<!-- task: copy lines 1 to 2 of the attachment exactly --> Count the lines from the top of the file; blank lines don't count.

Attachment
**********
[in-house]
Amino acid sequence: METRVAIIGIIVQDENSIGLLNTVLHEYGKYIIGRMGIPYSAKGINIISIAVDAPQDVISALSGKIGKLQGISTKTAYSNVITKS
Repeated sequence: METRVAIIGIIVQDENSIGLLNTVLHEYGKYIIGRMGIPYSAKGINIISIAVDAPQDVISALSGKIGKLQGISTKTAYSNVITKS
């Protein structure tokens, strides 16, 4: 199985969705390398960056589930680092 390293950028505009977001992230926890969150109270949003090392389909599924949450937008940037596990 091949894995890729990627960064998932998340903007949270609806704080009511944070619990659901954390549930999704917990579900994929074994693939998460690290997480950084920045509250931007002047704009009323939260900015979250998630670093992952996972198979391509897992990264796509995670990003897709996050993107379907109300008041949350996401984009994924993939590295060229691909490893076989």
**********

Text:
[in-house]
Amino acid sequence: METRVAIIGIIVQDENSIGLLNTVLHEYGKYIIGRMGIPYSAKGINIISIAVDAPQDVISALSGKIGKLQGISTKTAYSNVITKS